The scientists at the European Space Agency (ESA) faced a nervous wait this morning after it emerged that the history-making Philae probe landed not once but three times on a comet more than 300 million miles from Earth. Reports this morning however, suggest that the probe is now stable, even after magnetic field anlaysis from the craft reported three separate landings at 15:33, 17:26 and 17:33, suggesting a high initial bounce and second, smaller one.
Engineers from the ESA said today that the probe may have bounced “hundreds of metres” back into the air after its first landing. But they told BBC News that the probe is now starting to send back images from the surface, and that scientists are considering how to proceed with planned experiments. Dr Matt Taylor, a scientist on the Rosetta project, said the ESA was receiving a “good” signal that included usable scientific data. He said: “Now we are busy analysing what it all means and really trying to find out where the lander actually is on the surface.”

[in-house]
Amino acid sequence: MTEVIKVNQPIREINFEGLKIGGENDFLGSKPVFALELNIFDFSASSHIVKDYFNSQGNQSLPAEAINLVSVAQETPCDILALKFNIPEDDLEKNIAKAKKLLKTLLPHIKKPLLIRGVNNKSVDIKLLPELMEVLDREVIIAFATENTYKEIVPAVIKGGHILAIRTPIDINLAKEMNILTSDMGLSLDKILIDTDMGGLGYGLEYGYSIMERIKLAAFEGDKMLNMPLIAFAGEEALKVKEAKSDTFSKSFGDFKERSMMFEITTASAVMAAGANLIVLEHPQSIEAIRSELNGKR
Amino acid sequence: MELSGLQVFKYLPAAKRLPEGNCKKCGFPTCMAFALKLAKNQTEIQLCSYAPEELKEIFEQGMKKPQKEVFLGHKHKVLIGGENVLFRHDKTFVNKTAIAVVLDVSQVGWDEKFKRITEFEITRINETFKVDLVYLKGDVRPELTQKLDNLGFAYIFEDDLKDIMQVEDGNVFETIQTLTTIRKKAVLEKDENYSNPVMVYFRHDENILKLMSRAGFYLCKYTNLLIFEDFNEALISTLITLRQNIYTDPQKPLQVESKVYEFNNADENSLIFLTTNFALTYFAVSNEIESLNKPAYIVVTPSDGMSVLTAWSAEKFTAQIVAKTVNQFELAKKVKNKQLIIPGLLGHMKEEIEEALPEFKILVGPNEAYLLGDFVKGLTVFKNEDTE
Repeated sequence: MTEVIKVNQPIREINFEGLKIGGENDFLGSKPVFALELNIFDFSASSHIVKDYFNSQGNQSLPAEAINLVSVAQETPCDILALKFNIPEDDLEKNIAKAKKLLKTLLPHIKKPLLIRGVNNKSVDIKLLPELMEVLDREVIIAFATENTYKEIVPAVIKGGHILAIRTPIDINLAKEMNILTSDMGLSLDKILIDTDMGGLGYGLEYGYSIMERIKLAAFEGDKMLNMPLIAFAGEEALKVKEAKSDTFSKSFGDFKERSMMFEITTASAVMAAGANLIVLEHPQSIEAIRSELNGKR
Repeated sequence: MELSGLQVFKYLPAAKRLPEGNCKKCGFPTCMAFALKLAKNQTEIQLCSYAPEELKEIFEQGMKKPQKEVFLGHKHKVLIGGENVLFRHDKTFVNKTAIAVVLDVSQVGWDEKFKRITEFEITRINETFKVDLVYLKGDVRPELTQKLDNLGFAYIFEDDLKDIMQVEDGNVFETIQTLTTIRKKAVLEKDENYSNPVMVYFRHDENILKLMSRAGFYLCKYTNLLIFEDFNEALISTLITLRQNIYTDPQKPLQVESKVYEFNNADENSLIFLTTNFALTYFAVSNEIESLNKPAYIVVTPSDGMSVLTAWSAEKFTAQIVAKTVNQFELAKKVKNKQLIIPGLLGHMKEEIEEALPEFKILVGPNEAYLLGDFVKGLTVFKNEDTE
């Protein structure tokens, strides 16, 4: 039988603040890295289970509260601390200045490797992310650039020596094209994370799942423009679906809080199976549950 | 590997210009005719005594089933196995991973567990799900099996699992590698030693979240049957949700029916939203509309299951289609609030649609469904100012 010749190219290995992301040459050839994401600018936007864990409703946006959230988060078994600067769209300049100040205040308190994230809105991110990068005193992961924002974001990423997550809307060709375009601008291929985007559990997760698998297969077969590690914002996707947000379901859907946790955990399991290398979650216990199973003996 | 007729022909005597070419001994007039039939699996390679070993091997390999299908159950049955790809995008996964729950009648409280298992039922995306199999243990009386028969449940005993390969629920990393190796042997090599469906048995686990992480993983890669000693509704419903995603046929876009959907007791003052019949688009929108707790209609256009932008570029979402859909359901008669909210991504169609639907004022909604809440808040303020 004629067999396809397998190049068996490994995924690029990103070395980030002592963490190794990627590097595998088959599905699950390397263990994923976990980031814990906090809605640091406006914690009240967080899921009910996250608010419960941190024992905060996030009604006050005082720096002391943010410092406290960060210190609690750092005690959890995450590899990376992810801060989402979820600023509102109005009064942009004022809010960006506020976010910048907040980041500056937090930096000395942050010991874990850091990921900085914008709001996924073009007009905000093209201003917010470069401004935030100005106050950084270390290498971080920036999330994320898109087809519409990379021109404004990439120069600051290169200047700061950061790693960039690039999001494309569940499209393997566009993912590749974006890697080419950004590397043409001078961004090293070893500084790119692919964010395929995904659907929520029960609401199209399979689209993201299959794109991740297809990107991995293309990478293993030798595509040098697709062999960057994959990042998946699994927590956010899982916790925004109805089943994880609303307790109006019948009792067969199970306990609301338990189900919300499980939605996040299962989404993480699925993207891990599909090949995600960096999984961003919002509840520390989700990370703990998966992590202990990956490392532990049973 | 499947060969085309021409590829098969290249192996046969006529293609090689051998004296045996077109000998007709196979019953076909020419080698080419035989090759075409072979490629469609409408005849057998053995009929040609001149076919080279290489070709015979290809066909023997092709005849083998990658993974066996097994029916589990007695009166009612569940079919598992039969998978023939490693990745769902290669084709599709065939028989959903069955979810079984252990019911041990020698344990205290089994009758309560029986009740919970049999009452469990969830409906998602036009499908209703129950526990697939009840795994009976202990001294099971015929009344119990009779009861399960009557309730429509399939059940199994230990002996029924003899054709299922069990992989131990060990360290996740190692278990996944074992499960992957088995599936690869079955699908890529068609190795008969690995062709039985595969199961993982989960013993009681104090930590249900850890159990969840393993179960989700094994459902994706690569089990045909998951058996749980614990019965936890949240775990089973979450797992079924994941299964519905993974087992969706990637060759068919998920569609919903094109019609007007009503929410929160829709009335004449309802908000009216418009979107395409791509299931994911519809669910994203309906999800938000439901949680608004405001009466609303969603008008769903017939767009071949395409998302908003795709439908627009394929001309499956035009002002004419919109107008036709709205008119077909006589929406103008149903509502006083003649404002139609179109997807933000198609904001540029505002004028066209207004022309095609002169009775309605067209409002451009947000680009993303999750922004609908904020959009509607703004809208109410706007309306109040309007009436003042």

Stephan Ulamec, head of the lander operation, said last night that both the thrusters designed to push Philae down into the surface of the comet and the harpoons that should have anchored it failed – meaning the probe’s ability to conduct its series of unprecedented experiments was not guaranteed He confirmed that initial data relayed via Philae’s parent spacecraft Rosetta showed that the probe lifted off, turned and then came to rest. Ulamec then said the ESA team would have to wait until Thursday until they could find out more from the probe because Rosetta has moved out of radio contact. “Tomorrow morning we should know a lot more,” he said. The fact that the 100kg (220 pound) probe descended some 4cm (1.5 inches) into the surface of the comet was also a concern, suggesting it had landed on a relatively soft top layer of dust.
Now that it has been confirmed as stable, the Philae lander will travel with the comet as it continues its journey around the Sun. It should witness the plumes of vapourised gases emitted from the icy surface as the comet feels the rising heat of its orbital summer. And Dr Genge said that this journey, along with Rosetta’s readings from its orbit around the comet, could help answer fundamental questions about the origins of our planet. “Did comets deliver the building blocks of living things and start life on Earth? We may soon know with the help of Rosetta,” he said.
Source: European Space Agency
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